You’ll notice that a lot of the work that Good Wives and Warriors produces is entirely in black and white. They weren’t going to change their style for this mural. In fact, they employed it consciously, knowing that it would add to the impact of the piece and help them tell the story in a more effective way. “For something like this it’s a really good way of getting tone and line and really bold painting,” says Becky. “A lot of the work we like are like old etchings and the line work that goes into something that’s black and white is a lot more about line and tone. We just prefer the subtlety and purity of black and white.” By removing color, the piece becomes less about an assault on the senses and more about the fine details and movement. It removes a perceptive gauze and makes way for a more intimate connection with the animals in the piece.
What’s most amazing about the final piece is perhaps the fact that Becky and Louise began the mural without a specific layout. They planned out the major shapes of the piece and then created the rest in the moment as they painted. “We had a rough idea of the infographic, but the rest we just freehand. We just make it up. We have a lot of secondary sources, print outs of the ocean life, and really because everything is the two of us doing it, all of these interconnect, so we can’t plan it. All of it has to just happen,” Becky says. “Otherwise it would lose its spontaneity and all the mistakes and the drips and stuff we didn’t know where going to happen but just sort of became creatures.” The in-the-moment creations made for a piece that is both captivating and beautiful tells the story of how we’re affecting our oceans and begs for change lest we enable our own decline.
Good Wives and Warriors Show You What Imagination Looks Like
The human imagination is like a string of infinite length with infinite knots. It cannot be untangled, anymore than a person can be fully known and understood. The complexity that imagination represents is mysterious and enticing, but remains as shadowed as ever. But that doesn’t mean we can’t understand parts of it. The cover story for September’s New Scientist is an eye-opening piece on how the human imagination has affected and changed the course of human history, and examines the value in the pursuit of that which is unreal.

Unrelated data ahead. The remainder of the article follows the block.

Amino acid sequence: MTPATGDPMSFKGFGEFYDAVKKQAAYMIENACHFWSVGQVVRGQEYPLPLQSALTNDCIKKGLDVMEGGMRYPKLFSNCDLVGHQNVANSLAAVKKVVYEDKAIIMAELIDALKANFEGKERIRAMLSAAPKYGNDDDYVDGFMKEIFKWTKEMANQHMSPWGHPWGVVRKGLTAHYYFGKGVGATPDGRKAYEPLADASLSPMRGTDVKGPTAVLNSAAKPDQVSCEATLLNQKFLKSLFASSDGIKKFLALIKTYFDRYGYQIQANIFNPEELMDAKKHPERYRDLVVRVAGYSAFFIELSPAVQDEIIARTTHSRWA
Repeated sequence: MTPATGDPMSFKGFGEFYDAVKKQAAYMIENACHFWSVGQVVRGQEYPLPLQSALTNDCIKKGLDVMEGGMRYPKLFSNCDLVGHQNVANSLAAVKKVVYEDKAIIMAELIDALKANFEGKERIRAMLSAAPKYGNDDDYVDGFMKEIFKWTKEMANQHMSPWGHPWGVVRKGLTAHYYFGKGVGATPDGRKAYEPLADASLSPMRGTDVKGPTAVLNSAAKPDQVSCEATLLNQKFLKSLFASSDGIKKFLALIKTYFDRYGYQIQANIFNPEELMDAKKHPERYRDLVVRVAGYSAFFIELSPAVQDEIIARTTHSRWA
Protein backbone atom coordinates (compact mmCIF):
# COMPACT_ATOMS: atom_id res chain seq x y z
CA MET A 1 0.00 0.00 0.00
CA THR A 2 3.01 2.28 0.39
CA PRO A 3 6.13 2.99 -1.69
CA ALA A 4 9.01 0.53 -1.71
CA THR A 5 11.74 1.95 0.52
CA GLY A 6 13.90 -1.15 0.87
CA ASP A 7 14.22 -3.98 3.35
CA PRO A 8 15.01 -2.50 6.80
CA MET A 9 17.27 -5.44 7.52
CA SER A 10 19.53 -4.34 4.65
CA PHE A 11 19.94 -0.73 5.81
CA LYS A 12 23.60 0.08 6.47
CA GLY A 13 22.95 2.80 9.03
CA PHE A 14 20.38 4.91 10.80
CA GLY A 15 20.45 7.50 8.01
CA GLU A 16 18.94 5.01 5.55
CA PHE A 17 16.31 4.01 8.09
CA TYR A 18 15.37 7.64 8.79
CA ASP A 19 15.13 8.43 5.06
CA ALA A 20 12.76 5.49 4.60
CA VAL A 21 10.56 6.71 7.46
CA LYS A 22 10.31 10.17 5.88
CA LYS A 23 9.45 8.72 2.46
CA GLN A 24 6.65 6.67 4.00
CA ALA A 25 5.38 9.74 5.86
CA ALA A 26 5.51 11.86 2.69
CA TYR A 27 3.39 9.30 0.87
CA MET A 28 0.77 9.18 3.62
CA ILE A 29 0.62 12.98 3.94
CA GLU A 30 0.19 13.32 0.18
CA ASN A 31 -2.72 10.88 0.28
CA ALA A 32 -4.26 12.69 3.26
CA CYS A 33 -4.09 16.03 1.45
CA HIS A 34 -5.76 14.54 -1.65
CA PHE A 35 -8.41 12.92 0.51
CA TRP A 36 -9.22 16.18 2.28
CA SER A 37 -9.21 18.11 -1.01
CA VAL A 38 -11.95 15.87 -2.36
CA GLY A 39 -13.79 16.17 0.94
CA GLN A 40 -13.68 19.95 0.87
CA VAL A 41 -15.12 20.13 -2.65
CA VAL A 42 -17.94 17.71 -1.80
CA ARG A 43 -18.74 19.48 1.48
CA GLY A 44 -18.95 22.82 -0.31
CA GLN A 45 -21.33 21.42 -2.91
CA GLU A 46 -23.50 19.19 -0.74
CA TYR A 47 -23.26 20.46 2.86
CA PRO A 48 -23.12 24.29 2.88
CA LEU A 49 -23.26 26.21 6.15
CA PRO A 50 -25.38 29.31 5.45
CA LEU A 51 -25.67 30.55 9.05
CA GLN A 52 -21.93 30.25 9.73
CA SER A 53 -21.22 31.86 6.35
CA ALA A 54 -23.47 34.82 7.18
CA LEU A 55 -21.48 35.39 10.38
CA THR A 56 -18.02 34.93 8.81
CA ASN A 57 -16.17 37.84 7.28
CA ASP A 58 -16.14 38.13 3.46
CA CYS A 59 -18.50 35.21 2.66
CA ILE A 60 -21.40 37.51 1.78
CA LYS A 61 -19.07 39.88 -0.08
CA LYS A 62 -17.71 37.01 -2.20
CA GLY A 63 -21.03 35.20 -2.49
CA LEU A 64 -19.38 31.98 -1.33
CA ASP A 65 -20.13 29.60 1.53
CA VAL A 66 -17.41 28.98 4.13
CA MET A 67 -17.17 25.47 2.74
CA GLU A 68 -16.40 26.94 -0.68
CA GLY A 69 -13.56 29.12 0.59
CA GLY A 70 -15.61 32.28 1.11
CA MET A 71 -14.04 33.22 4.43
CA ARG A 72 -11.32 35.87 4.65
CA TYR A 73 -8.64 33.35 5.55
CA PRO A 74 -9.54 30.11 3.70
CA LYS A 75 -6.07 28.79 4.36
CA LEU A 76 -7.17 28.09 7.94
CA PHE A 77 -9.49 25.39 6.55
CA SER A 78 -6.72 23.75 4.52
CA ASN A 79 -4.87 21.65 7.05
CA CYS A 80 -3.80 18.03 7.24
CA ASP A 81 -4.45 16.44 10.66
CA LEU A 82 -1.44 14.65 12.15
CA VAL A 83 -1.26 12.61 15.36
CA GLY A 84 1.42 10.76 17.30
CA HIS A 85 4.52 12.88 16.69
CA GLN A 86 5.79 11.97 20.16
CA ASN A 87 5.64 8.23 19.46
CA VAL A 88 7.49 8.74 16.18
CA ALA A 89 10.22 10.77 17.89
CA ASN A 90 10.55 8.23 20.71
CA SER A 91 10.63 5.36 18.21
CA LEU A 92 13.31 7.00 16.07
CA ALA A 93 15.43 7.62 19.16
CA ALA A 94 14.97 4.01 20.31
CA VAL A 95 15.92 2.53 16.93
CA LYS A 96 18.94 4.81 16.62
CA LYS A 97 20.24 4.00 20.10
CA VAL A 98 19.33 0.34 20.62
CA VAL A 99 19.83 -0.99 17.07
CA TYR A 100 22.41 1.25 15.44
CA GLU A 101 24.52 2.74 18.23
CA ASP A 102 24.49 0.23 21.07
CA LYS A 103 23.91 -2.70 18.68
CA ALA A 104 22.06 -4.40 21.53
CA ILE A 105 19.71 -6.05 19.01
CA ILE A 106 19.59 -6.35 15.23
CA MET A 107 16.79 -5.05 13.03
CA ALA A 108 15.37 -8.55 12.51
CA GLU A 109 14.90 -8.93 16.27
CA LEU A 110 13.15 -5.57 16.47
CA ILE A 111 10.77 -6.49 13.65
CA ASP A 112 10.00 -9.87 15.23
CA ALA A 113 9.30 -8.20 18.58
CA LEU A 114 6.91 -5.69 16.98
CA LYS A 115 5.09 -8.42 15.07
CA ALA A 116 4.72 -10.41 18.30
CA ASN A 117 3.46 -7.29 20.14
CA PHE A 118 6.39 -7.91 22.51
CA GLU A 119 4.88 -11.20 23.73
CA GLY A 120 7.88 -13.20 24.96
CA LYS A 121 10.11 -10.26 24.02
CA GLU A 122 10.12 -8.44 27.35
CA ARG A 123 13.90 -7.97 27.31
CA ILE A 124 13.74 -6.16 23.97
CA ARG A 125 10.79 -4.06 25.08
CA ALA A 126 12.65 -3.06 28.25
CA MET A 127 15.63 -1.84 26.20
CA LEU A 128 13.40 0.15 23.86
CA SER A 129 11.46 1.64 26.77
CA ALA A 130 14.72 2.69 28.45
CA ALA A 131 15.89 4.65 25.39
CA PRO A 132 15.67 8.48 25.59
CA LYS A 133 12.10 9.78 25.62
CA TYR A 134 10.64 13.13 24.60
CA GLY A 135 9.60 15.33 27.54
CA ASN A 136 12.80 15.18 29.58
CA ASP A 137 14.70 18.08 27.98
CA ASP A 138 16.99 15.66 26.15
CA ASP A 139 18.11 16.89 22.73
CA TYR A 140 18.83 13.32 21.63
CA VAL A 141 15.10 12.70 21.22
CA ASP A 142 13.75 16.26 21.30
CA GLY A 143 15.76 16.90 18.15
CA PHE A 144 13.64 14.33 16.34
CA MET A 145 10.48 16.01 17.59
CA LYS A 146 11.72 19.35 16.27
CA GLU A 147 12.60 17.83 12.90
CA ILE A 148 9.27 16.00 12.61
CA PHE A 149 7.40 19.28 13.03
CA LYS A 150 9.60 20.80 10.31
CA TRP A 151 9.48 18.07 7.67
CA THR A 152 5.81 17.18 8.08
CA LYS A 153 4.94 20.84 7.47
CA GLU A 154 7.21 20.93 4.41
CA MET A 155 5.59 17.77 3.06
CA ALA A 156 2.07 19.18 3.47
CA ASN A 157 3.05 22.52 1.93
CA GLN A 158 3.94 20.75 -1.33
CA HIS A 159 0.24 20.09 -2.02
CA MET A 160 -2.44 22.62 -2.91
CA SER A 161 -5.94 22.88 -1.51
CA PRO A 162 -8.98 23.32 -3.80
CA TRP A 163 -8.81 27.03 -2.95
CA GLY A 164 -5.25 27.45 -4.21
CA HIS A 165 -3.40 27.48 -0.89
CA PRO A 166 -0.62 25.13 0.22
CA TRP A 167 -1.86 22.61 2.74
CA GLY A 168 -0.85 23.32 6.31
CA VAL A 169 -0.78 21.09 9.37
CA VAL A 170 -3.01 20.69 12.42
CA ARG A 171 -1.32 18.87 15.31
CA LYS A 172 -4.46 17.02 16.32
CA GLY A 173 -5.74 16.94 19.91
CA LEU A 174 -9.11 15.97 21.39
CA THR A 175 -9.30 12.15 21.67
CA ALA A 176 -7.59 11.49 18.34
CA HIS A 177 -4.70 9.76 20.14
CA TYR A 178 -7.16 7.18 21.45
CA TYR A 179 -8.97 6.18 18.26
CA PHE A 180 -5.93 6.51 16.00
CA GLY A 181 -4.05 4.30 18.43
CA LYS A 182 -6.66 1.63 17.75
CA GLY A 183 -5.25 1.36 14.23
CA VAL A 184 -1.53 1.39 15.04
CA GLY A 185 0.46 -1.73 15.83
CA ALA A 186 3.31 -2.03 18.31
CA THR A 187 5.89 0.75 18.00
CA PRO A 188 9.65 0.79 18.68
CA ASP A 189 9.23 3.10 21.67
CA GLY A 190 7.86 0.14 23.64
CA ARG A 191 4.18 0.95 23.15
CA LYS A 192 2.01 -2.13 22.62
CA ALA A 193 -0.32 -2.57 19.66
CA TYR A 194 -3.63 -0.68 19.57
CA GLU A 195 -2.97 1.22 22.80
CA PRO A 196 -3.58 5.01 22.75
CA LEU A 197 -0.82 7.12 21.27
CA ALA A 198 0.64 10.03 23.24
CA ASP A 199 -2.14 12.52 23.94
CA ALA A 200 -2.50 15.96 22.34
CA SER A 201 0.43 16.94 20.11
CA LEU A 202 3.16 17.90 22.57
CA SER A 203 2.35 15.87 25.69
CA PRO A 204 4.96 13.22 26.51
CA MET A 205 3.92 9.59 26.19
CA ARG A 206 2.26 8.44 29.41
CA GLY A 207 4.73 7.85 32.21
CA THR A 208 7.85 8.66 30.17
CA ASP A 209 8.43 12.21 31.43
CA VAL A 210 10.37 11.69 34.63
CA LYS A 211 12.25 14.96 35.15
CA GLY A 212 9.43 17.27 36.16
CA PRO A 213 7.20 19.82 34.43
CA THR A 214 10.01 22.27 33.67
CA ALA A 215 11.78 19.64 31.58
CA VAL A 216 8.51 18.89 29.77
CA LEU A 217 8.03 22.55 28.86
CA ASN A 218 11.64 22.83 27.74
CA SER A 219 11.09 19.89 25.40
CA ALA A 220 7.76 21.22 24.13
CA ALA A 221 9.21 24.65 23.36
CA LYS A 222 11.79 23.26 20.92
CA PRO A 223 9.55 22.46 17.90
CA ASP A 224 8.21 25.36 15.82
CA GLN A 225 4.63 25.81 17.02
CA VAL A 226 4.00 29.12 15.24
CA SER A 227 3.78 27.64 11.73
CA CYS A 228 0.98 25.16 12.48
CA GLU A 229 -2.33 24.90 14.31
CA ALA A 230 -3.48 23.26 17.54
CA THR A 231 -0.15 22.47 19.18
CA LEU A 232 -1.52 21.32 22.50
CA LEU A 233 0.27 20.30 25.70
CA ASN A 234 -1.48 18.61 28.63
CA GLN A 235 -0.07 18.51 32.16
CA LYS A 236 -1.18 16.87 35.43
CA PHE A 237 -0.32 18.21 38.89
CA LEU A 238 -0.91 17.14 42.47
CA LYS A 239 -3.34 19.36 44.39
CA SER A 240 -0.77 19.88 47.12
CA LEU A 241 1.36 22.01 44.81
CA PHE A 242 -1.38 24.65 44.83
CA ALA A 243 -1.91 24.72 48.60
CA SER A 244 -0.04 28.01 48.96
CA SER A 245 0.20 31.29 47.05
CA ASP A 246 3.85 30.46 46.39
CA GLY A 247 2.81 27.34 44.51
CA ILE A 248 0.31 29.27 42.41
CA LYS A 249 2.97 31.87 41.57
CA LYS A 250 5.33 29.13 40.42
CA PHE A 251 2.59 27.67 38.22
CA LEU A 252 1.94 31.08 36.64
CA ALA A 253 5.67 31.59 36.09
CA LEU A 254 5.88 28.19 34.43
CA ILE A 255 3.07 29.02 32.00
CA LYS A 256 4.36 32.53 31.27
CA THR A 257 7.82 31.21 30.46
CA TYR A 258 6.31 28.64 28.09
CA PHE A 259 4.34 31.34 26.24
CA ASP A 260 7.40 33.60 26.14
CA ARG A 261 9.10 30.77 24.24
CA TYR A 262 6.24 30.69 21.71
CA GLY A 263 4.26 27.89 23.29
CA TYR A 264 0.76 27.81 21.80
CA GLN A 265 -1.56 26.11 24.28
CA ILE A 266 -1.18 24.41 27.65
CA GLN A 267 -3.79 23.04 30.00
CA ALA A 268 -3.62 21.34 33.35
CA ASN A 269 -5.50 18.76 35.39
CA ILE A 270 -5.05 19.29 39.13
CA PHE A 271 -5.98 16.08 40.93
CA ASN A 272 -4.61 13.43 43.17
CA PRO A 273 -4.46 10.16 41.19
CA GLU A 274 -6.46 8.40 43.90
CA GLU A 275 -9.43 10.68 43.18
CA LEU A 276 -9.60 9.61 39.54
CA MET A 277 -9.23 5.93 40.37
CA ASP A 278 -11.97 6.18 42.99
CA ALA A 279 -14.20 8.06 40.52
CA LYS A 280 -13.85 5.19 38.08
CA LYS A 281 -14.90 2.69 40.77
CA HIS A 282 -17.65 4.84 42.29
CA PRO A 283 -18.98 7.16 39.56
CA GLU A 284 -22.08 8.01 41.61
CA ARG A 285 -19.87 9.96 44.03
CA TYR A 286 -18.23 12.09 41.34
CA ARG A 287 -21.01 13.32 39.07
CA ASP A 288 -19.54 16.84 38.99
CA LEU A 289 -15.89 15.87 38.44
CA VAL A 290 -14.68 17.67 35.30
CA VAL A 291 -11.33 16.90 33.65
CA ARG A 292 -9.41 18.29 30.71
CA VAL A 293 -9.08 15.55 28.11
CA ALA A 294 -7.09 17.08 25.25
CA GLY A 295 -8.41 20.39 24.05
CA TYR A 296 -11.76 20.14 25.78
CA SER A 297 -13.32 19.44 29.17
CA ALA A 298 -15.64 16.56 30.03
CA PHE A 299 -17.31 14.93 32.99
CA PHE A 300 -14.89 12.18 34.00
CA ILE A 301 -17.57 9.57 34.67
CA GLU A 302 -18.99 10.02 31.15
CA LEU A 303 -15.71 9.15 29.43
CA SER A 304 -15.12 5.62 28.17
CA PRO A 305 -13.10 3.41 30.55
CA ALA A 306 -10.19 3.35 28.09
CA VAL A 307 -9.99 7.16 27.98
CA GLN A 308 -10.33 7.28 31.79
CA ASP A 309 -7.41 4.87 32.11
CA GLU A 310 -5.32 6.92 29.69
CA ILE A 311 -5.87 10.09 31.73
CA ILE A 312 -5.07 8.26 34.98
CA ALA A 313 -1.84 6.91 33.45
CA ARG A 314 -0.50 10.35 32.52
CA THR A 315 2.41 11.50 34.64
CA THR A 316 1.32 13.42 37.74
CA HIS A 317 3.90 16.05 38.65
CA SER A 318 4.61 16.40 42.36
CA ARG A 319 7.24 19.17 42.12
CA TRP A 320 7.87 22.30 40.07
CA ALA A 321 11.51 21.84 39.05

Since the imagination cannot be known, and is as feral as a wild animal with every resource in creation, and out of it, creating a visualization representation of the imagination is an impossible challenge in its own right, but Good Wives and Warriors were on hand to put the cover, and supporting imagery, together for New Scientist.
Becky Bolton and Louise Chappell, the constituent parts of Good Wives and Warriors, had the experience to draw from when it came time to decide what imagination looks like. As artists, they’ve lived in that energetic space. Speaking about a particularly creative time they said, “Our heads had the space to expand and we created work that when we look back on it, we have no idea what we were thinking, so I think we must have been in some dream-like state while creating.” The daydream has a tendency to run right out of the dreamer’s head upon completion and the return to the real world. For their cover, we see a suited man in consideration, and an overfilled world is spilling out of his head, too large to be contained. But as Becky and Louise will tell you, you don’t always have to rely on imagination.
The real world has as much to offer as the interior world. “The real world is so strange and fascinating that we don’t really need to work purely from our imaginations! So, we collect as many inspiring images as possible when we approach making new work.” Starting with those images as source materials, they use their creativity as the glue that connects all those elements, becoming the visual ambassadors between ideas, completing original ideas off of naturally disparate pieces.